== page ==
So what is “the Lincoln Bar” that is carried on Tower 33 and where did it come from? Well, the birth of the Lincoln Bar actually took place back in the early 1980s in the FDNY’s Rescue Company 2 in Brooklyn, better know as “The Boro of Fire.” The originator was actually Glenn Harris of Rescue 2 and his idea was simple – he took two Halligan bars, cut off the fork end of one, the adz end of the other and welded the two pieces together. When combined, essentially what you ended up with is a 54″ Halligan bar.
The uses were endless BUT you had to be a weightlifter to use the tool because when Glenn had the two pieces welded together, he had a sleeve added to cover the weld and it added a considerable amount of weight to the tool. But it was great for pulling ceilings, especially tin ceilings; it gave a huge amount of leverage IF you had the room to force a tough door in the “PJs” (the Brooklyn project buildings like the Albany Houses on Bergen Street right down the block from the new quarters of Rescue 2).
In fact, some guys liked to carry the Harris Tool instead of the 6′ wooden hook when they carried the can if Rescue 2 was “first due” in the projects – the thinking being “what am I going to do with a 6′ hook in the projects – no ceilings to pull!!! The Harris Tool was also good on the roof when prying roof boards after a roof had been cut or when prying up a tough scuttle cover.
Well, that’s the background on the tool – now where does Lincoln Quappe come into the picture. Well, many years ago (back in the “War Years” of the late 1960s and early 1970s), the FDNY was loaded with what I termed a lot of “colorful characters”. Over the years, the FDNY lost a lot of these color characters through attrition and it was something that I always missed.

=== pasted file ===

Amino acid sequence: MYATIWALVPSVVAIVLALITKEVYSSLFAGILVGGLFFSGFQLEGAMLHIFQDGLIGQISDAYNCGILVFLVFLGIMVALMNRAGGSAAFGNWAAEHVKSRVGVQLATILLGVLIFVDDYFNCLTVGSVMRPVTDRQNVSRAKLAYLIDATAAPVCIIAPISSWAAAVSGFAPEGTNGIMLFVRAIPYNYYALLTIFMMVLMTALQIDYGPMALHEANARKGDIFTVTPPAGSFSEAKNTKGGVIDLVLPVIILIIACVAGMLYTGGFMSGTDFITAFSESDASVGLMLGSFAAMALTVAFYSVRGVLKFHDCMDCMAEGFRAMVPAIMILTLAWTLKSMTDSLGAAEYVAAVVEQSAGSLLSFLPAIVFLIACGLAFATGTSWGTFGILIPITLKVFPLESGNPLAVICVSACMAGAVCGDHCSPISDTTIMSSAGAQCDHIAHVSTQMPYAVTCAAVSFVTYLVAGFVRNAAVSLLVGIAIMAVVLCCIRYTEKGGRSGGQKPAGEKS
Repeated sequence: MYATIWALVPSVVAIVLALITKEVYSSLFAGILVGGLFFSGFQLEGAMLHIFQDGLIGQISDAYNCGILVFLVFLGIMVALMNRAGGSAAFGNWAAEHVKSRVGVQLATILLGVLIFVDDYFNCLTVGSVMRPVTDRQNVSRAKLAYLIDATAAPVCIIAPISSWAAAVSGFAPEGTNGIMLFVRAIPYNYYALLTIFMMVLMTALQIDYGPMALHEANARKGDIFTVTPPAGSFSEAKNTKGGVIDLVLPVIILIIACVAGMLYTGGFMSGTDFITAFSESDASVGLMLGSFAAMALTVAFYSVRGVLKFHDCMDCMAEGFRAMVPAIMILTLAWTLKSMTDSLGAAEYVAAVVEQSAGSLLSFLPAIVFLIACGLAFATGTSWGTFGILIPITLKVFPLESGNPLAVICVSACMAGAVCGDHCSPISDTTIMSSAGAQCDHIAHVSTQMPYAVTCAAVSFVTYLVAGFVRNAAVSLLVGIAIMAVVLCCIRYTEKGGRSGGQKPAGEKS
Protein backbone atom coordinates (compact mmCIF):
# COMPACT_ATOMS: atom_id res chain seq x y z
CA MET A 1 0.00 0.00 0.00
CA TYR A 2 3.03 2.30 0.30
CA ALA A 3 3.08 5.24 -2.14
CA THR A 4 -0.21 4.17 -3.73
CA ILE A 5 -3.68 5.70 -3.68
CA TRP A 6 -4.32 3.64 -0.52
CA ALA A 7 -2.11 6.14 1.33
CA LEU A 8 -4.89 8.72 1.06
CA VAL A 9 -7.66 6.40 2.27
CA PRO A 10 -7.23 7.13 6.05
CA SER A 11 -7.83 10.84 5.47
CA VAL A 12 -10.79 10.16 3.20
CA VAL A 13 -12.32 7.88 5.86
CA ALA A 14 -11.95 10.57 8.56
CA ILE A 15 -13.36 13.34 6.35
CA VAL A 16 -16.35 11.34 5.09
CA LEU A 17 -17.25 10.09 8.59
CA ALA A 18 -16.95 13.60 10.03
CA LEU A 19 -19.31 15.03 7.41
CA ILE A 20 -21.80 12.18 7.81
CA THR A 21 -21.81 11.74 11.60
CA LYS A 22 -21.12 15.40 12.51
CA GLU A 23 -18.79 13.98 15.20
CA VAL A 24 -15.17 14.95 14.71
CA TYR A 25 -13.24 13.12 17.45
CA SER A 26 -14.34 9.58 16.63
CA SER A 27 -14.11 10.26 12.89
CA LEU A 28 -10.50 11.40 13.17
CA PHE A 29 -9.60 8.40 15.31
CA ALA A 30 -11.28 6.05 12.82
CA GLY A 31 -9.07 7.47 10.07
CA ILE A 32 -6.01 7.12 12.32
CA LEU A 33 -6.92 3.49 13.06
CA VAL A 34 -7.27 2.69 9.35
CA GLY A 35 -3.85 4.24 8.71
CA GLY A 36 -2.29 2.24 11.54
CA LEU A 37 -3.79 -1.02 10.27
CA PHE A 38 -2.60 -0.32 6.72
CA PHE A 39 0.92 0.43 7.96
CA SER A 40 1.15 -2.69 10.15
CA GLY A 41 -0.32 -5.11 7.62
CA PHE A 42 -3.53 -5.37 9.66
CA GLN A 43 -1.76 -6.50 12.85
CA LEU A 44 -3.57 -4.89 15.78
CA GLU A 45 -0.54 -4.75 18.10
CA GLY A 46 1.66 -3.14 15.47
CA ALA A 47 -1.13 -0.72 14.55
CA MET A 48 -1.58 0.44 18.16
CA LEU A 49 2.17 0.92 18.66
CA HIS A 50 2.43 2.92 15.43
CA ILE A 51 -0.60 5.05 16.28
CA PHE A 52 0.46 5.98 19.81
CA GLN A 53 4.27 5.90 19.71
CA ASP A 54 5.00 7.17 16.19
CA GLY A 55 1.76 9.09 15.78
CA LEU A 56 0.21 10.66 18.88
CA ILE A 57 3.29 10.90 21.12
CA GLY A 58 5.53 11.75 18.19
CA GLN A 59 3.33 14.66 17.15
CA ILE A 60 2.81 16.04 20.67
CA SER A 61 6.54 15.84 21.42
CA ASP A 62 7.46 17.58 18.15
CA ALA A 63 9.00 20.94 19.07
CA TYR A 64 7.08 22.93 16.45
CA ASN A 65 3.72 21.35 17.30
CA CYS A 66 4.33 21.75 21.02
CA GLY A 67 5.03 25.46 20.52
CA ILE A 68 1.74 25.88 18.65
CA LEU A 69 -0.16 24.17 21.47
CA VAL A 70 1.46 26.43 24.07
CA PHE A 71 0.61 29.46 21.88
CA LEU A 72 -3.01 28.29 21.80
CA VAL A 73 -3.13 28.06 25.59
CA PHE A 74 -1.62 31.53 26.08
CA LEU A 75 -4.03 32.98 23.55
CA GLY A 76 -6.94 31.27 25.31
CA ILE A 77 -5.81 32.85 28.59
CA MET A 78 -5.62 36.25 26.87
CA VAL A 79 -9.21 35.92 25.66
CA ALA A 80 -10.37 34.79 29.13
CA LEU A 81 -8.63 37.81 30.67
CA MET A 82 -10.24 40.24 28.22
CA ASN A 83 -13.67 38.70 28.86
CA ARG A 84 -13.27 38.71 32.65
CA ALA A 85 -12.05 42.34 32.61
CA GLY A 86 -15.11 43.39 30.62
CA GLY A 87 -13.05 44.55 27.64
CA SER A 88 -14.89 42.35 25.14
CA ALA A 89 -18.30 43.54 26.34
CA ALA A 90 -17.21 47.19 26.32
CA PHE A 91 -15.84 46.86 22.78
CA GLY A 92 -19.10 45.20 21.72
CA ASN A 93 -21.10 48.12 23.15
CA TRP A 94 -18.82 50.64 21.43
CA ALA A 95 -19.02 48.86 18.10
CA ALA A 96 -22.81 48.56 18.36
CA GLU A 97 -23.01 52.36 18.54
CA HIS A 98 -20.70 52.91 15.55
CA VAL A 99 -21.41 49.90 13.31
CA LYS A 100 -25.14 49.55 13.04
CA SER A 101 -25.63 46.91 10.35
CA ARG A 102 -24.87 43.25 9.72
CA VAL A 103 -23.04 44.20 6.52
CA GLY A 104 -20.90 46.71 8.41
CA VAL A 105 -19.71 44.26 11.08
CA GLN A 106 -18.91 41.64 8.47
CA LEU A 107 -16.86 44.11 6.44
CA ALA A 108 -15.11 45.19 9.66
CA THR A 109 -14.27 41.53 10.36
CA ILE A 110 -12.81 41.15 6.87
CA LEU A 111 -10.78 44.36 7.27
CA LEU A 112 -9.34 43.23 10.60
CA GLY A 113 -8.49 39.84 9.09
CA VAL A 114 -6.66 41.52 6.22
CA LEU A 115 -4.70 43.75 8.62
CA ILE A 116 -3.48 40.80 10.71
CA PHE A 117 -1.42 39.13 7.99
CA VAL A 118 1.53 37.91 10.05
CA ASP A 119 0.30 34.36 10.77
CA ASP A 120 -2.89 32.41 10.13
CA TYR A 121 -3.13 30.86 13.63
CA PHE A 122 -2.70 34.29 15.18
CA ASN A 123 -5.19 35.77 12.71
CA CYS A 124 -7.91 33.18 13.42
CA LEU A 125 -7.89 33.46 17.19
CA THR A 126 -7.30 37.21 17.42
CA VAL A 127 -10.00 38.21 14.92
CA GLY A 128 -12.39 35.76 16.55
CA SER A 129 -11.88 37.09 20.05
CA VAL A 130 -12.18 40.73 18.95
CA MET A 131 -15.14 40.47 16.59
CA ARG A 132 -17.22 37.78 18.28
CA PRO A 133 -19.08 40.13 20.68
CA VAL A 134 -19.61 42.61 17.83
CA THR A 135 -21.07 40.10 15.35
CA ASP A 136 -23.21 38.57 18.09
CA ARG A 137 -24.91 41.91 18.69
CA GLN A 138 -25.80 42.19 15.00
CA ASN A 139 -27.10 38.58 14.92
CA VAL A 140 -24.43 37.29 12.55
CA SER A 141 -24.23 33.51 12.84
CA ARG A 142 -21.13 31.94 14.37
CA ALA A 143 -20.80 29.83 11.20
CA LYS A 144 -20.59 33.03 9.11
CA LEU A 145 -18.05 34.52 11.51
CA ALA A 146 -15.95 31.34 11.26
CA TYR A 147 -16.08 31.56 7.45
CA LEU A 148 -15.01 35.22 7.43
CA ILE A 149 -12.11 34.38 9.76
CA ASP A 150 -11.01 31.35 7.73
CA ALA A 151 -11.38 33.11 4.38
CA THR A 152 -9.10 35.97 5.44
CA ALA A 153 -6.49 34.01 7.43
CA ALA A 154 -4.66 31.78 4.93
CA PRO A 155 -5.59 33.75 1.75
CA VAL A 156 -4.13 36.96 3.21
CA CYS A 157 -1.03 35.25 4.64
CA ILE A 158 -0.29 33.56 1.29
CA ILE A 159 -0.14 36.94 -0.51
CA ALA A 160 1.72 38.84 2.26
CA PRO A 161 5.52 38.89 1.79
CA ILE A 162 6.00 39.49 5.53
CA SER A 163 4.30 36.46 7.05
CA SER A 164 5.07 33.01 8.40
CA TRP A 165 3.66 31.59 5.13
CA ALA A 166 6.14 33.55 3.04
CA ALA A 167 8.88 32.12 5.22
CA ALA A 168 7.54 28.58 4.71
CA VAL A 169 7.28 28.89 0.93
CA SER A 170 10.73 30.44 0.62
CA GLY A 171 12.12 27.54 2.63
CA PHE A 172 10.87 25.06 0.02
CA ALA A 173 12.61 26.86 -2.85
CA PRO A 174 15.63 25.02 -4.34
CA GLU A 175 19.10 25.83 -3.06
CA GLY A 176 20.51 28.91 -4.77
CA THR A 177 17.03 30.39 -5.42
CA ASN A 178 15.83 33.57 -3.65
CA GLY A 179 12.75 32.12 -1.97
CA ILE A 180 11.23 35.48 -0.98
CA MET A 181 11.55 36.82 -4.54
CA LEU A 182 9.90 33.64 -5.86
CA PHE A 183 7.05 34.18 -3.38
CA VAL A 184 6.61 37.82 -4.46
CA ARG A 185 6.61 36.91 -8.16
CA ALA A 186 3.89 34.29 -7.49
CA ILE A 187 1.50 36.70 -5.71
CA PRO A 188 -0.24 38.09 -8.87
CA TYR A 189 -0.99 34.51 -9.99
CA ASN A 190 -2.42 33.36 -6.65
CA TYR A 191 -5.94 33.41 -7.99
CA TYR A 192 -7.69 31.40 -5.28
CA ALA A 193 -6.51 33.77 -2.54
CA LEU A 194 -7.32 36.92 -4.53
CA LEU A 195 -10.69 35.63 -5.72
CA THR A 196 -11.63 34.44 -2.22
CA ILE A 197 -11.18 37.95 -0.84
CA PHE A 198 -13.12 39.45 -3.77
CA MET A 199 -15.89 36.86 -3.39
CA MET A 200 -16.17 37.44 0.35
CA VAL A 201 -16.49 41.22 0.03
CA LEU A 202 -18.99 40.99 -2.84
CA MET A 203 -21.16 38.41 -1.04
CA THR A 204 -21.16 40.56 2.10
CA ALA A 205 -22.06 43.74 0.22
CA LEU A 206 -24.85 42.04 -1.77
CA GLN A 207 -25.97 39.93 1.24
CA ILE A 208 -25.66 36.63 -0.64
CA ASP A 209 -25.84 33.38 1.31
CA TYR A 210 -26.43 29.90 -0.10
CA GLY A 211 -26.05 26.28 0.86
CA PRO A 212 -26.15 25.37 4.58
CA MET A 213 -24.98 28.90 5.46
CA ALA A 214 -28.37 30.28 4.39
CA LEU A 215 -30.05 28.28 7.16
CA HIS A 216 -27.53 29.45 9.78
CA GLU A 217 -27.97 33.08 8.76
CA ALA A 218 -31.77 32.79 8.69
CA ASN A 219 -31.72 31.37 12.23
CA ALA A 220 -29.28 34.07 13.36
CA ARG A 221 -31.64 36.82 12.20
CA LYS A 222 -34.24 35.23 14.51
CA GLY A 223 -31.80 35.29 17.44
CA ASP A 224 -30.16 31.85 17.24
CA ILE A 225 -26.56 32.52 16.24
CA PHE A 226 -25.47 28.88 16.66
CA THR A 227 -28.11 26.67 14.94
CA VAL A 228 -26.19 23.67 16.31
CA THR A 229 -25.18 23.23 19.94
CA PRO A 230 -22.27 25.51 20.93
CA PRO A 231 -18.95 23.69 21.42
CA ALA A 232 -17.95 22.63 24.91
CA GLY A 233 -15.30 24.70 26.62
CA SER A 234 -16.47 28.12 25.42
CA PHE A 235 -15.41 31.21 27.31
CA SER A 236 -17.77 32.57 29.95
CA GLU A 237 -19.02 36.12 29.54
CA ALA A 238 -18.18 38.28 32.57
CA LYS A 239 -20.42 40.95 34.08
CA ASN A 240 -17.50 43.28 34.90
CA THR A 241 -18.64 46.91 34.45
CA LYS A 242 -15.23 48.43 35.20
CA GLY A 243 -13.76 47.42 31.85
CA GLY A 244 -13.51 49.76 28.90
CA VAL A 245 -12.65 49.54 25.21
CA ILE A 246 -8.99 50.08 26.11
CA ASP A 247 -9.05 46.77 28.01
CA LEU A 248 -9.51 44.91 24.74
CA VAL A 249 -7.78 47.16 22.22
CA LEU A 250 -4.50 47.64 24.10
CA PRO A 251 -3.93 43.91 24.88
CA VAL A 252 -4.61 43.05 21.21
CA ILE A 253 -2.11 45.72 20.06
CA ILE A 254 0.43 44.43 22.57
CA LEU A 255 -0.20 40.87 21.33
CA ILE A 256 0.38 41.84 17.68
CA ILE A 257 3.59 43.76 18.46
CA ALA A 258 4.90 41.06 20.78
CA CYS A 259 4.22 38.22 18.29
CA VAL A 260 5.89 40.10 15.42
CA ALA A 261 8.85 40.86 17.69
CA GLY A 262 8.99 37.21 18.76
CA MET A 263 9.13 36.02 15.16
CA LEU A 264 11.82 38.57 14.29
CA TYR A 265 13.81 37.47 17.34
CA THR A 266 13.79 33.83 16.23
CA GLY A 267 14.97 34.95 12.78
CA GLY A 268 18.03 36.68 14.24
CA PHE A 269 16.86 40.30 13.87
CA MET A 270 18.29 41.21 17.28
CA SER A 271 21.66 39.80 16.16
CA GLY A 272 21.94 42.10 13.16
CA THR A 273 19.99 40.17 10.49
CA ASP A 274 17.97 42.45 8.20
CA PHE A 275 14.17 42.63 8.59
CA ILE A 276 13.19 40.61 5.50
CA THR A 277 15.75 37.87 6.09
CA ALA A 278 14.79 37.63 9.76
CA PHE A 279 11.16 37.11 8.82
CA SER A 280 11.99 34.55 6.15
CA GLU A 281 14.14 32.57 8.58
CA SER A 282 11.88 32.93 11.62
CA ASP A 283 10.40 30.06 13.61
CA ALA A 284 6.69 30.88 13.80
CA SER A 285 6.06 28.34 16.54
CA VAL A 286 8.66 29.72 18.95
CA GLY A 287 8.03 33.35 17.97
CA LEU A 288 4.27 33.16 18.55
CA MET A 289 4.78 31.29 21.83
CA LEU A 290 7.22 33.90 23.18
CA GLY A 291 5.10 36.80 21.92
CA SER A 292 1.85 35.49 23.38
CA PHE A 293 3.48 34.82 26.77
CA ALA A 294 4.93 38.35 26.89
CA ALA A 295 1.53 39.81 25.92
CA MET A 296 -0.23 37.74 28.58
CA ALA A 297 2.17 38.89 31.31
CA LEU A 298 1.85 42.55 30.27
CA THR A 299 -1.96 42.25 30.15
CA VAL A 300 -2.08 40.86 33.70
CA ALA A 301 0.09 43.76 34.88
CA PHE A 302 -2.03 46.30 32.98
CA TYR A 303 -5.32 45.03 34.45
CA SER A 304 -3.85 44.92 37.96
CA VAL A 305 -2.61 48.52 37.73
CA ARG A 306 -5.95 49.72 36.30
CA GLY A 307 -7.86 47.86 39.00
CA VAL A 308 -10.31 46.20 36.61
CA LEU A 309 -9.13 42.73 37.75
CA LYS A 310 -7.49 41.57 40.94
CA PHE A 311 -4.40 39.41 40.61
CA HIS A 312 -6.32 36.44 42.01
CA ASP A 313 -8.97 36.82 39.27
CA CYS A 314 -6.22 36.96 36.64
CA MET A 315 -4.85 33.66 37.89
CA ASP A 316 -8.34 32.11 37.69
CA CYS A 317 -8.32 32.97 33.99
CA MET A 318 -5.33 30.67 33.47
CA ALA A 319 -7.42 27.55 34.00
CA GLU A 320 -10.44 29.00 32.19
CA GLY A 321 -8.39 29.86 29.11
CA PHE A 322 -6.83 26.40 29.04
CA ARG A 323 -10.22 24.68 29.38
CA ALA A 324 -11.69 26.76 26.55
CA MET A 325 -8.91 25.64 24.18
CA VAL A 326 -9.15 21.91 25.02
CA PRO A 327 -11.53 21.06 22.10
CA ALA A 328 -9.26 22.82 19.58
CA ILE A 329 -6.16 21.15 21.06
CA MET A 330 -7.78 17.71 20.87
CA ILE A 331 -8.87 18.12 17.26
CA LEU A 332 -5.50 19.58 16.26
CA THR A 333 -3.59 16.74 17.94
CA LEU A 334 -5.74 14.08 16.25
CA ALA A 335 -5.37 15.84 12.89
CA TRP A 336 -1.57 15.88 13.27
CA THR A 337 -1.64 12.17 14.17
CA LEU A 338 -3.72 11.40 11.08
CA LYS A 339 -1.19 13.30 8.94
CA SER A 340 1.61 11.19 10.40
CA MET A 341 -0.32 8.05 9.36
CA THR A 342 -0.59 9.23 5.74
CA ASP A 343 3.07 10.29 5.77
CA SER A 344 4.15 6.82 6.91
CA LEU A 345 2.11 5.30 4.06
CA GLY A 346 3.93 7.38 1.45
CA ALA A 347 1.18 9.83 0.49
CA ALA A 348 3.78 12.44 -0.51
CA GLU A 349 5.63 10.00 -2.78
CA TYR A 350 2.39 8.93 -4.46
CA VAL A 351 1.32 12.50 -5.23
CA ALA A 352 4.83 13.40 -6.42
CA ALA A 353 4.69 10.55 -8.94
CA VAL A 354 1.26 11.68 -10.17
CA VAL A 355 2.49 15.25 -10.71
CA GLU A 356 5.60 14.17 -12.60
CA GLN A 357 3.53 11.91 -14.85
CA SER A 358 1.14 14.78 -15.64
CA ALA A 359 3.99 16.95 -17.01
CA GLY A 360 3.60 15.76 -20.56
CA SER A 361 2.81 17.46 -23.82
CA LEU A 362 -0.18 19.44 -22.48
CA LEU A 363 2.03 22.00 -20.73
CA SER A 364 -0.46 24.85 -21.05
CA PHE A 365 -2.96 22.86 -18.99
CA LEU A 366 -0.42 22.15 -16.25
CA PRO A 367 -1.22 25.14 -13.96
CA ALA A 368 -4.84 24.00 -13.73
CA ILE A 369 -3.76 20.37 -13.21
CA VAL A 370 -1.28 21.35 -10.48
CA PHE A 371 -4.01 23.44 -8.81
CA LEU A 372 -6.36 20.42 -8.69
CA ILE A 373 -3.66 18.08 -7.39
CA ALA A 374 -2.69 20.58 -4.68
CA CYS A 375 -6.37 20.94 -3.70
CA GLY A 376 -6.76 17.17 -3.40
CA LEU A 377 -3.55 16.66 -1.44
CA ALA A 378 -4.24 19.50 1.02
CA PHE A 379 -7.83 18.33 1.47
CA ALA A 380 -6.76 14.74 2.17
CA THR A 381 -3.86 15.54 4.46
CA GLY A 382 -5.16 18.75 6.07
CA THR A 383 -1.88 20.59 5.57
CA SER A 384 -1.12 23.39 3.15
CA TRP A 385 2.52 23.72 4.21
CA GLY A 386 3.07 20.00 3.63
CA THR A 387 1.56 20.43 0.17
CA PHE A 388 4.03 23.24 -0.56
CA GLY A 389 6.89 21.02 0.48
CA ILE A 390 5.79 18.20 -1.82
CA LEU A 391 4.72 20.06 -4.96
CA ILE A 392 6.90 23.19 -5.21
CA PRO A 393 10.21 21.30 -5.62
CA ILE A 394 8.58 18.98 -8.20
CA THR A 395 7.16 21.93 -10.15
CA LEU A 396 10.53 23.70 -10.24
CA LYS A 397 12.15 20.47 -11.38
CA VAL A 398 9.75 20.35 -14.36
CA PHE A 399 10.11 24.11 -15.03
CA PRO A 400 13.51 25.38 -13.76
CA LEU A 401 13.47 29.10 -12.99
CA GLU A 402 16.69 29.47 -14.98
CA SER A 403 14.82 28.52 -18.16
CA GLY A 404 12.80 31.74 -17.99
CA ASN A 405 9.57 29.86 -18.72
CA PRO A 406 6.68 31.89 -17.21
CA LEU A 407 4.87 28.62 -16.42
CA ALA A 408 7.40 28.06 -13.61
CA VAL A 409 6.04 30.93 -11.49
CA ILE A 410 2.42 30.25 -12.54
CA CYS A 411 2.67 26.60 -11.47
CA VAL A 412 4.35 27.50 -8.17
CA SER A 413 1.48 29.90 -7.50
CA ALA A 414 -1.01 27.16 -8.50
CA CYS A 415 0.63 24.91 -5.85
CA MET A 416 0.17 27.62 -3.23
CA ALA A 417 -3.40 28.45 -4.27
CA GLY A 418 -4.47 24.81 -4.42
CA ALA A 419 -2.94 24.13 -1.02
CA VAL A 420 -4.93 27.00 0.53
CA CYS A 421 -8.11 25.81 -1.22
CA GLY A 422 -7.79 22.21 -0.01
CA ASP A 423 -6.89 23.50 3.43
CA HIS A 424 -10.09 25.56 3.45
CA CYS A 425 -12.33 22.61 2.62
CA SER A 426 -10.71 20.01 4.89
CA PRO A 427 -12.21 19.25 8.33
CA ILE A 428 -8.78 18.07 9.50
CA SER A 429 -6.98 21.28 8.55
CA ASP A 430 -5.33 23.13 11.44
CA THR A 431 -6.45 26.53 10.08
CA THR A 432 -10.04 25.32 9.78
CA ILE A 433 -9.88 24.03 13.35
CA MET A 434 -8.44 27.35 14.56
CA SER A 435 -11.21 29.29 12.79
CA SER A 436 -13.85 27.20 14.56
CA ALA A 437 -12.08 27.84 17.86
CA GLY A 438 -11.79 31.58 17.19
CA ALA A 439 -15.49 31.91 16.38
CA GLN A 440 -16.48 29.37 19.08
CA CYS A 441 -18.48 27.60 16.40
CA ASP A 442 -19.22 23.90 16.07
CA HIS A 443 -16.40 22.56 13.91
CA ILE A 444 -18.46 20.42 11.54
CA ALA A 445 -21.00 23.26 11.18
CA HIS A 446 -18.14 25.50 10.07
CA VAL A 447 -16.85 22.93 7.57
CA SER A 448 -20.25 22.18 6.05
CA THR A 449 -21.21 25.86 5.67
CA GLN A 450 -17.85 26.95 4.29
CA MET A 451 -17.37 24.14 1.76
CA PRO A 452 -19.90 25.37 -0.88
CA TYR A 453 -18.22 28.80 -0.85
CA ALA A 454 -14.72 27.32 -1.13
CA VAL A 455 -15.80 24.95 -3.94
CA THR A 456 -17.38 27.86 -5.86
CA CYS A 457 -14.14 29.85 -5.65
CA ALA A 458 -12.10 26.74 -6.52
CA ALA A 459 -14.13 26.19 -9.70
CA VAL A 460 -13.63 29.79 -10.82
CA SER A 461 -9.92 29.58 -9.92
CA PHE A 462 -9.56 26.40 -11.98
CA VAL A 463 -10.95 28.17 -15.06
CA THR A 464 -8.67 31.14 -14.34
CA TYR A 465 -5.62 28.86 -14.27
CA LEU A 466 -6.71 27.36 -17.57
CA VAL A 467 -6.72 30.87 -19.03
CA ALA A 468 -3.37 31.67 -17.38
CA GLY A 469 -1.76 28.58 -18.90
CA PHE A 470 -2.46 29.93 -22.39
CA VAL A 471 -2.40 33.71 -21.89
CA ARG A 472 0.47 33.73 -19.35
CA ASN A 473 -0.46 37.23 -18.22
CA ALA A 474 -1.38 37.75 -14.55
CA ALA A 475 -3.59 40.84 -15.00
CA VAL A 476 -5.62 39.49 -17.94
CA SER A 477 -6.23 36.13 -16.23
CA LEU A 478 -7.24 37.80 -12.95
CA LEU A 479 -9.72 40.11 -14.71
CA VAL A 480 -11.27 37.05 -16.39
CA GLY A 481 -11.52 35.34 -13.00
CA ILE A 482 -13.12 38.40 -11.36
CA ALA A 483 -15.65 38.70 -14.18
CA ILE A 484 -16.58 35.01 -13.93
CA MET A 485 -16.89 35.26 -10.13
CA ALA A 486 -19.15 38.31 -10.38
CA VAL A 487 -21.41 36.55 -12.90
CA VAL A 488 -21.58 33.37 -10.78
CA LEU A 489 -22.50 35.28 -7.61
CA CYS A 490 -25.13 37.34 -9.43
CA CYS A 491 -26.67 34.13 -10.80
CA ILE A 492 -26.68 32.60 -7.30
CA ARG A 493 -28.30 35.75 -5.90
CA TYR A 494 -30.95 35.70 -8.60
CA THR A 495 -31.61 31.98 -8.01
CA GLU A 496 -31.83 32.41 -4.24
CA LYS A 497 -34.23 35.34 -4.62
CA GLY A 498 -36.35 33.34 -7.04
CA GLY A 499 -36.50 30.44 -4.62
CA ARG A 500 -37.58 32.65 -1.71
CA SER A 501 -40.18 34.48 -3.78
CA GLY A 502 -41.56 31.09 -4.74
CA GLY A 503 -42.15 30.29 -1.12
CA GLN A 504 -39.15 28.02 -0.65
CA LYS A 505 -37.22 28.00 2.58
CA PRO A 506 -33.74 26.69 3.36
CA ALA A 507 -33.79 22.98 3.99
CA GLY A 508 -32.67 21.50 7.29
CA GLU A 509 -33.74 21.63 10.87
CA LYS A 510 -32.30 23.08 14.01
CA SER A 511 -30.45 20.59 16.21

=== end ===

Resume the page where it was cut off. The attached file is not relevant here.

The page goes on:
Well, Lincoln Quappe was a “throwback” to those years – he was our modern day answer to the colorful characters that our job so sorely missed.
Lincoln came to Rescue 2 after fine tuning his skills at Ladder 123, right in our own backyard; and one thing became evident about Lincoln right away – he loved to “putter” and “tinker” around the firehouse.
He loved to take things apart and see what made them tick. He loved to test new tools to ensure that they were actually “fireman proof.” But one of his greatest loves was to weld. In fact, the workshop at Rescue 2 became known as “Jackass Fabrications” (better known as “JAF”) because of all of the things that Lincoln fashioned out of scraps. No one that worked with Lincoln will ever forget his rendition or should I say “collection” of Barnyard Animals….these creations were some of the best works of JAF.
Anyway, I asked Lincoln to fashion one of the Harris Tools for me for Tower 33 in his spare time and he obliged. But being the master creator that he was, he managed to make the weld strong enough so that the sleeve and consequently, the additional weight were eliminated. He made a great grip out of rubber Con Edison tape and Tower 33 was the proud owner of a second generation Harris Tool – minus the additional weight and they coined it “The Lincoln Bar.”
And then, on 9-11, Lincoln was unceremoniously ripped away from us at Rescue 2 along with six of his other Rescue 2 brothers, the victims of the bombing and collapse of the WTC. We took a big hit that day but losing Lincoln was one of the toughest losses of all.
He was true “character” in very sense of the word – he had an incredible sense of humor, he was always involved in some sort of kitchen prank. He was a terrific firefighter – he was probably one of the most tenacious firefighters that I ever had the pleasure of working with at Rescue 2.